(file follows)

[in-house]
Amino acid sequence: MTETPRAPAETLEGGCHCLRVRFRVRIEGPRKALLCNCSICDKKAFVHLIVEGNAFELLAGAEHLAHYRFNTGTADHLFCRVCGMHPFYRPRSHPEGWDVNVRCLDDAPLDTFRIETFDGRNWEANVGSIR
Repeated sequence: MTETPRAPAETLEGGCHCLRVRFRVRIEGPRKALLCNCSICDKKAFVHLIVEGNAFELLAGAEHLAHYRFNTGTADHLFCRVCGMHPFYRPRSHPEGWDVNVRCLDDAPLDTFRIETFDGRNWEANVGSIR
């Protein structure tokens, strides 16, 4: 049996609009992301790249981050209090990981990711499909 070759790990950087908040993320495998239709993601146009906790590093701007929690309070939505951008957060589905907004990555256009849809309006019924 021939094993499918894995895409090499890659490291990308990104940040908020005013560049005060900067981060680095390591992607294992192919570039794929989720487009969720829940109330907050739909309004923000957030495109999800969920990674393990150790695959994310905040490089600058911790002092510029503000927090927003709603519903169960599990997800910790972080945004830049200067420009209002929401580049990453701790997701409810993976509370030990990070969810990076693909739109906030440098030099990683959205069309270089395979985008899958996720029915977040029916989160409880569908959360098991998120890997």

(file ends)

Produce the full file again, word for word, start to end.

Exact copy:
[in-house]
Amino acid sequence: MTETPRAPAETLEGGCHCLRVRFRVRIEGPRKALLCNCSICDKKAFVHLIVEGNAFELLAGAEHLAHYRFNTGTADHLFCRVCGMHPFYRPRSHPEGWDVNVRCLDDAPLDTFRIETFDGRNWEANVGSIR
Repeated sequence: MTETPRAPAETLEGGCHCLRVRFRVRIEGPRKALLCNCSICDKKAFVHLIVEGNAFELLAGAEHLAHYRFNTGTADHLFCRVCGMHPFYRPRSHPEGWDVNVRCLDDAPLDTFRIETFDGRNWEANVGSIR
């Protein structure tokens, strides 16, 4: 049996609009992301790249981050209090990981990711499909 070759790990950087908040993320495998239709993601146009906790590093701007929690309070939505951008957060589905907004990555256009849809309006019924 021939094993499918894995895409090499890659490291990308990104940040908020005013560049005060900067981060680095390591992607294992192919570039794929989720487009969720829940109330907050739909309004923000957030495109999800969920990674393990150790695959994310905040490089600058911790002092510029503000927090927003709603519903169960599990997800910790972080945004830049200067420009209002929401580049990453701790997701409810993976509370030990990070969810990076693909739109906030440098030099990683959205069309270089395979985008899958996720029915977040029916989160409880569908959360098991998120890997």